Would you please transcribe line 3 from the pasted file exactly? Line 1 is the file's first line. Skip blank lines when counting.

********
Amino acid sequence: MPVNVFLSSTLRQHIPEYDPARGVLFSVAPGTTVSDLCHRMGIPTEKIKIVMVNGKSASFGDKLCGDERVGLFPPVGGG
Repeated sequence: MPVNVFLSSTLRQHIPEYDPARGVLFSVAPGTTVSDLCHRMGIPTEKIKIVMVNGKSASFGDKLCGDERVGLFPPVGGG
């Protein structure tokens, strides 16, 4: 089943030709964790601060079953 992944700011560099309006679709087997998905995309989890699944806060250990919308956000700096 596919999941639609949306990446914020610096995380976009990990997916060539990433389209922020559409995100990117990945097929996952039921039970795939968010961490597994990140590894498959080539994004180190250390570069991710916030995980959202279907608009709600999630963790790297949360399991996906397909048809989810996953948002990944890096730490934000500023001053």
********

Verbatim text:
């Protein structure tokens, strides 16, 4: 089943030709964790601060079953 992944700011560099309006679709087997998905995309989890699944806060250990919308956000700096 596919999941639609949306990446914020610096995380976009990990997916060539990433389209922020559409995100990117990945097929996952039921039970795939968010961490597994990140590894498959080539994004180190250390570069991710916030995980959202279907608009709600999630963790790297949360399991996906397909048809989810996953948002990944890096730490934000500023001053």